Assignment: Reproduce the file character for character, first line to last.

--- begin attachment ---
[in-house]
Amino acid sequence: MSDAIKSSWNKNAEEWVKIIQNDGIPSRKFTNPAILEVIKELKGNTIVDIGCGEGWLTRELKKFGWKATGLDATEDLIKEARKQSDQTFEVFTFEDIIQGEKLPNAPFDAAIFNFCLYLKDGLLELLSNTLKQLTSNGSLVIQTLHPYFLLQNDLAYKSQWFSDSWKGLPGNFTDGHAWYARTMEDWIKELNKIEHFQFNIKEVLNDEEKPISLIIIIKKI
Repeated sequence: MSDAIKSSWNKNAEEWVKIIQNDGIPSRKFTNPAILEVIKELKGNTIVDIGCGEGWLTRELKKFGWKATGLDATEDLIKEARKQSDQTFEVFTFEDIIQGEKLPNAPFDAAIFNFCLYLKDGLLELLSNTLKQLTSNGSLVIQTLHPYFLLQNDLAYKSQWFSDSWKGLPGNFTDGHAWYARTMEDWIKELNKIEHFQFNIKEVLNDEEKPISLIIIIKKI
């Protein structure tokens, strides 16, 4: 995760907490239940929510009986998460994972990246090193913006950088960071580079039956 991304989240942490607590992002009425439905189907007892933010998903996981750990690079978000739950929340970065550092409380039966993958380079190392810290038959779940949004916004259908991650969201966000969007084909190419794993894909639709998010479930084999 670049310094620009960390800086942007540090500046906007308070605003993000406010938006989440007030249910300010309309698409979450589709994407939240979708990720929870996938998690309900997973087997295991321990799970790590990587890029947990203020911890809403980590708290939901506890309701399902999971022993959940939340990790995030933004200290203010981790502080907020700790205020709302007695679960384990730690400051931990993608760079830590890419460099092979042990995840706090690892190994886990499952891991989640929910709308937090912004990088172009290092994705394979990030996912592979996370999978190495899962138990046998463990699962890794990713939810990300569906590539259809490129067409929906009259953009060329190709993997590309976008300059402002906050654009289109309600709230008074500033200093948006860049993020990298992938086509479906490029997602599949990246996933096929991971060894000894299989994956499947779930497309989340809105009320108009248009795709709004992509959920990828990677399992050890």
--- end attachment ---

[in-house]
Amino acid sequence: MSDAIKSSWNKNAEEWVKIIQNDGIPSRKFTNPAILEVIKELKGNTIVDIGCGEGWLTRELKKFGWKATGLDATEDLIKEARKQSDQTFEVFTFEDIIQGEKLPNAPFDAAIFNFCLYLKDGLLELLSNTLKQLTSNGSLVIQTLHPYFLLQNDLAYKSQWFSDSWKGLPGNFTDGHAWYARTMEDWIKELNKIEHFQFNIKEVLNDEEKPISLIIIIKKI
Repeated sequence: MSDAIKSSWNKNAEEWVKIIQNDGIPSRKFTNPAILEVIKELKGNTIVDIGCGEGWLTRELKKFGWKATGLDATEDLIKEARKQSDQTFEVFTFEDIIQGEKLPNAPFDAAIFNFCLYLKDGLLELLSNTLKQLTSNGSLVIQTLHPYFLLQNDLAYKSQWFSDSWKGLPGNFTDGHAWYARTMEDWIKELNKIEHFQFNIKEVLNDEEKPISLIIIIKKI
């Protein structure tokens, strides 16, 4: 995760907490239940929510009986998460994972990246090193913006950088960071580079039956 991304989240942490607590992002009425439905189907007892933010998903996981750990690079978000739950929340970065550092409380039966993958380079190392810290038959779940949004916004259908991650969201966000969007084909190419794993894909639709998010479930084999 670049310094620009960390800086942007540090500046906007308070605003993000406010938006989440007030249910300010309309698409979450589709994407939240979708990720929870996938998690309900997973087997295991321990799970790590990587890029947990203020911890809403980590708290939901506890309701399902999971022993959940939340990790995030933004200290203010981790502080907020700790205020709302007695679960384990730690400051931990993608760079830590890419460099092979042990995840706090690892190994886990499952891991989640929910709308937090912004990088172009290092994705394979990030996912592979996370999978190495899962138990046998463990699962890794990713939810990300569906590539259809490129067409929906009259953009060329190709993997590309976008300059402002906050654009289109309600709230008074500033200093948006860049993020990298992938086509479906490029997602599949990246996933096929991971060894000894299989994956499947779930497309989340809105009320108009248009795709709004992509959920990828990677399992050890």